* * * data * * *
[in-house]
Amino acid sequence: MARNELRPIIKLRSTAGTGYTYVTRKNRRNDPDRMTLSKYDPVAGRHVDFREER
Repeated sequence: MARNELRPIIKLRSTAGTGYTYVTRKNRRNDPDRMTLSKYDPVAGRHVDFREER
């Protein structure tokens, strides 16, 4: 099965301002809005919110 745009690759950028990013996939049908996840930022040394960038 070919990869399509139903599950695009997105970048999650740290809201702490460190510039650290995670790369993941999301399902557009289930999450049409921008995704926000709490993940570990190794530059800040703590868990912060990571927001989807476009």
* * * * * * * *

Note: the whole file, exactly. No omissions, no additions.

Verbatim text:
[in-house]
Amino acid sequence: MARNELRPIIKLRSTAGTGYTYVTRKNRRNDPDRMTLSKYDPVAGRHVDFREER
Repeated sequence: MARNELRPIIKLRSTAGTGYTYVTRKNRRNDPDRMTLSKYDPVAGRHVDFREER
């Protein structure tokens, strides 16, 4: 099965301002809005919110 745009690759950028990013996939049908996840930022040394960038 070919990869399509139903599950695009997105970048999650740290809201702490460190510039650290995670790369993941999301399902557009289930999450049409921008995704926000709490993940570990190794530059800040703590868990912060990571927001989807476009």